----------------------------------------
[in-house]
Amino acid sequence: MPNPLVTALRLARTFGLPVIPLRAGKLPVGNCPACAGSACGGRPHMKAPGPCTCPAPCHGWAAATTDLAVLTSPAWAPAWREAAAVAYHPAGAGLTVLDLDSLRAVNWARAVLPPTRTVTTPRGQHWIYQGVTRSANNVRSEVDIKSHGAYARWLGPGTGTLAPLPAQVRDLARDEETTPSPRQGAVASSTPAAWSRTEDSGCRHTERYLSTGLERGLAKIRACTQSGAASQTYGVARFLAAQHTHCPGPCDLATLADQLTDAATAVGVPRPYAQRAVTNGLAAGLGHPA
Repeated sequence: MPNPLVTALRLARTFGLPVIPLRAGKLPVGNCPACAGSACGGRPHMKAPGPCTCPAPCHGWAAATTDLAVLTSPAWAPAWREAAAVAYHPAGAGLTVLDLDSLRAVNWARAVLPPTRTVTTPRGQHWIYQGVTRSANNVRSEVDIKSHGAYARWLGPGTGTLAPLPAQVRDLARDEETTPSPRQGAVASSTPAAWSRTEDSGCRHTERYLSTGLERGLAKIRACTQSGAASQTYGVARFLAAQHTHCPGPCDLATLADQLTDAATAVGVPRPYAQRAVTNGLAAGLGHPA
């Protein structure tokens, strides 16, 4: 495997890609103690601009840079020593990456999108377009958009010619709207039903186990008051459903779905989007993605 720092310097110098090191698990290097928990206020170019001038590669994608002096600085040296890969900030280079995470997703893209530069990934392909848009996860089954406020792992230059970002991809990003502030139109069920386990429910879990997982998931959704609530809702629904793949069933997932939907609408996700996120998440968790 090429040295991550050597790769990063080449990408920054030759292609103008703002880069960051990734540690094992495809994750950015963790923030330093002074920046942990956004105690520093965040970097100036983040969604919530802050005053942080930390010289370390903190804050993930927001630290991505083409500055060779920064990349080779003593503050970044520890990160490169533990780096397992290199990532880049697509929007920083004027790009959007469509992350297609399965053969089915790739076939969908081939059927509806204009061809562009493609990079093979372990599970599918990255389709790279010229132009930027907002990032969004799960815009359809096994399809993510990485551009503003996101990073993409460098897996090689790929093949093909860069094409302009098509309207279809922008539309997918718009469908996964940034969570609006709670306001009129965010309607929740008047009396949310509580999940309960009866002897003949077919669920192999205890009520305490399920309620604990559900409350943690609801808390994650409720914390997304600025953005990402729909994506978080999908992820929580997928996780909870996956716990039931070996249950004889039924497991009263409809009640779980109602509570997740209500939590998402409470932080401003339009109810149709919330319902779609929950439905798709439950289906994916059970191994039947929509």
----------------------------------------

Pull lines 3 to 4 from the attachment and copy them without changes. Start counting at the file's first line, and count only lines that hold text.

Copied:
Repeated sequence: MPNPLVTALRLARTFGLPVIPLRAGKLPVGNCPACAGSACGGRPHMKAPGPCTCPAPCHGWAAATTDLAVLTSPAWAPAWREAAAVAYHPAGAGLTVLDLDSLRAVNWARAVLPPTRTVTTPRGQHWIYQGVTRSANNVRSEVDIKSHGAYARWLGPGTGTLAPLPAQVRDLARDEETTPSPRQGAVASSTPAAWSRTEDSGCRHTERYLSTGLERGLAKIRACTQSGAASQTYGVARFLAAQHTHCPGPCDLATLADQLTDAATAVGVPRPYAQRAVTNGLAAGLGHPA
């Protein structure tokens, strides 16, 4: 495997890609103690601009840079020593990456999108377009958009010619709207039903186990008051459903779905989007993605 720092310097110098090191698990290097928990206020170019001038590669994608002096600085040296890969900030280079995470997703893209530069990934392909848009996860089954406020792992230059970002991809990003502030139109069920386990429910879990997982998931959704609530809702629904793949069933997932939907609408996700996120998440968790 090429040295991550050597790769990063080449990408920054030759292609103008703002880069960051990734540690094992495809994750950015963790923030330093002074920046942990956004105690520093965040970097100036983040969604919530802050005053942080930390010289370390903190804050993930927001630290991505083409500055060779920064990349080779003593503050970044520890990160490169533990780096397992290199990532880049697509929007920083004027790009959007469509992350297609399965053969089915790739076939969908081939059927509806204009061809562009493609990079093979372990599970599918990255389709790279010229132009930027907002990032969004799960815009359809096994399809993510990485551009503003996101990073993409460098897996090689790929093949093909860069094409302009098509309207279809922008539309997918718009469908996964940034969570609006709670306001009129965010309607929740008047009396949310509580999940309960009866002897003949077919669920192999205890009520305490399920309620604990559900409350943690609801808390994650409720914390997304600025953005990402729909994506978080999908992820929580997928996780909870996956716990039931070996249950004889039924497991009263409809009640779980109602509570997740209500939590998402409470932080401003339009109810149709919330319902779609929950439905798709439950289906994916059970191994039947929509």